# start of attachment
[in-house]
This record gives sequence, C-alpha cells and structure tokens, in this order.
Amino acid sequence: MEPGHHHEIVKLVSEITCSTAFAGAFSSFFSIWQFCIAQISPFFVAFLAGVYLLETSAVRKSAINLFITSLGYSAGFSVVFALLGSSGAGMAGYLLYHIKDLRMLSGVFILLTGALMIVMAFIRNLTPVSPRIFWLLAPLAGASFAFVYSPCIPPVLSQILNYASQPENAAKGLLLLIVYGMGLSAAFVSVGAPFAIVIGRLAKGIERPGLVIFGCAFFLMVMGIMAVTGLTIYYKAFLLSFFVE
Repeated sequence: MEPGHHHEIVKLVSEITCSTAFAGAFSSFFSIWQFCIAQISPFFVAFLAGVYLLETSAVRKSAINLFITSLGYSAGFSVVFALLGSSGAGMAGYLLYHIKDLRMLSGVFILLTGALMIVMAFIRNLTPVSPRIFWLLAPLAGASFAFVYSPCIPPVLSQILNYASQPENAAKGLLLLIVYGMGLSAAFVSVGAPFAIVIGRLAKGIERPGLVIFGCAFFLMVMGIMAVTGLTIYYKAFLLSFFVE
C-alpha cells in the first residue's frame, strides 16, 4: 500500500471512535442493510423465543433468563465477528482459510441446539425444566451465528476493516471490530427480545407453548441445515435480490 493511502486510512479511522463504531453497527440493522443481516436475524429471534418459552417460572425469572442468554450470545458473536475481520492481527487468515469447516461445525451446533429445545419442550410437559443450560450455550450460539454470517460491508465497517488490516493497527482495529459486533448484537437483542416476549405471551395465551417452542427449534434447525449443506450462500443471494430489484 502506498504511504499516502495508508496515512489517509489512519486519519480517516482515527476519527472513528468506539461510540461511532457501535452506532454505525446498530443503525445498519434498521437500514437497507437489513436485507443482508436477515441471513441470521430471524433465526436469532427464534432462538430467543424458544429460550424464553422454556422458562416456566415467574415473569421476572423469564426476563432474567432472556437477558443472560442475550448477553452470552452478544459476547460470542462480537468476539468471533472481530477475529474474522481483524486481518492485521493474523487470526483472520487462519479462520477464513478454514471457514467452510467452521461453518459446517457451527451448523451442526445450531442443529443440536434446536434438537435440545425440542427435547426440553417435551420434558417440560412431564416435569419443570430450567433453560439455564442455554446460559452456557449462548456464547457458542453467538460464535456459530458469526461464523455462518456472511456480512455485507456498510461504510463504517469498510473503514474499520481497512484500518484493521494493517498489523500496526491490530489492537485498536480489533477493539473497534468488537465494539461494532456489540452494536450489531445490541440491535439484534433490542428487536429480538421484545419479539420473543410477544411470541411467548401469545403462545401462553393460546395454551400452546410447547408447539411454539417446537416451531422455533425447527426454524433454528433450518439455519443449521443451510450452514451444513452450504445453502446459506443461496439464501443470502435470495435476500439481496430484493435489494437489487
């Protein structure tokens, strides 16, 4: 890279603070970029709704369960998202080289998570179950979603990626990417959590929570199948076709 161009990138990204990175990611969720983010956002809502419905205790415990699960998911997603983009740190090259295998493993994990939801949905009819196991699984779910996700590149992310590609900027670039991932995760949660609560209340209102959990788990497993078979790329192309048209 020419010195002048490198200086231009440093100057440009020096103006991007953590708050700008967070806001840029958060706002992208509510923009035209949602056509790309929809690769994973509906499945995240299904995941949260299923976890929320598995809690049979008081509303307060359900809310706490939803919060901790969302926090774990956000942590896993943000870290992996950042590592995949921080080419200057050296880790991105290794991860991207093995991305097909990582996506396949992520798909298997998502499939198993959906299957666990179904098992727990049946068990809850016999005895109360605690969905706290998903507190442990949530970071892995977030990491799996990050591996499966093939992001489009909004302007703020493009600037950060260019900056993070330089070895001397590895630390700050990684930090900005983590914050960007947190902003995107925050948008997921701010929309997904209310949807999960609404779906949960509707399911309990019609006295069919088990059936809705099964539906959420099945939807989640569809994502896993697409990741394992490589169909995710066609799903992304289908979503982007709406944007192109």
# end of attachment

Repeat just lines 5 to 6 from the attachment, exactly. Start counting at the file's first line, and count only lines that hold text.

C-alpha cells in the first residue's frame, strides 16, 4: 500500500471512535442493510423465543433468563465477528482459510441446539425444566451465528476493516471490530427480545407453548441445515435480490 493511502486510512479511522463504531453497527440493522443481516436475524429471534418459552417460572425469572442468554450470545458473536475481520492481527487468515469447516461445525451446533429445545419442550410437559443450560450455550450460539454470517460491508465497517488490516493497527482495529459486533448484537437483542416476549405471551395465551417452542427449534434447525449443506450462500443471494430489484 502506498504511504499516502495508508496515512489517509489512519486519519480517516482515527476519527472513528468506539461510540461511532457501535452506532454505525446498530443503525445498519434498521437500514437497507437489513436485507443482508436477515441471513441470521430471524433465526436469532427464534432462538430467543424458544429460550424464553422454556422458562416456566415467574415473569421476572423469564426476563432474567432472556437477558443472560442475550448477553452470552452478544459476547460470542462480537468476539468471533472481530477475529474474522481483524486481518492485521493474523487470526483472520487462519479462520477464513478454514471457514467452510467452521461453518459446517457451527451448523451442526445450531442443529443440536434446536434438537435440545425440542427435547426440553417435551420434558417440560412431564416435569419443570430450567433453560439455564442455554446460559452456557449462548456464547457458542453467538460464535456459530458469526461464523455462518456472511456480512455485507456498510461504510463504517469498510473503514474499520481497512484500518484493521494493517498489523500496526491490530489492537485498536480489533477493539473497534468488537465494539461494532456489540452494536450489531445490541440491535439484534433490542428487536429480538421484545419479539420473543410477544411470541411467548401469545403462545401462553393460546395454551400452546410447547408447539411454539417446537416451531422455533425447527426454524433454528433450518439455519443449521443451510450452514451444513452450504445453502446459506443461496439464501443470502435470495435476500439481496430484493435489494437489487
């Protein structure tokens, strides 16, 4: 890279603070970029709704369960998202080289998570179950979603990626990417959590929570199948076709 161009990138990204990175990611969720983010956002809502419905205790415990699960998911997603983009740190090259295998493993994990939801949905009819196991699984779910996700590149992310590609900027670039991932995760949660609560209340209102959990788990497993078979790329192309048209 020419010195002048490198200086231009440093100057440009020096103006991007953590708050700008967070806001840029958060706002992208509510923009035209949602056509790309929809690769994973509906499945995240299904995941949260299923976890929320598995809690049979008081509303307060359900809310706490939803919060901790969302926090774990956000942590896993943000870290992996950042590592995949921080080419200057050296880790991105290794991860991207093995991305097909990582996506396949992520798909298997998502499939198993959906299957666990179904098992727990049946068990809850016999005895109360605690969905706290998903507190442990949530970071892995977030990491799996990050591996499966093939992001489009909004302007703020493009600037950060260019900056993070330089070895001397590895630390700050990684930090900005983590914050960007947190902003995107925050948008997921701010929309997904209310949807999960609404779906949960509707399911309990019609006295069919088990059936809705099964539906959420099945939807989640569809994502896993697409990741394992490589169909995710066609799903992304289908979503982007709406944007192109």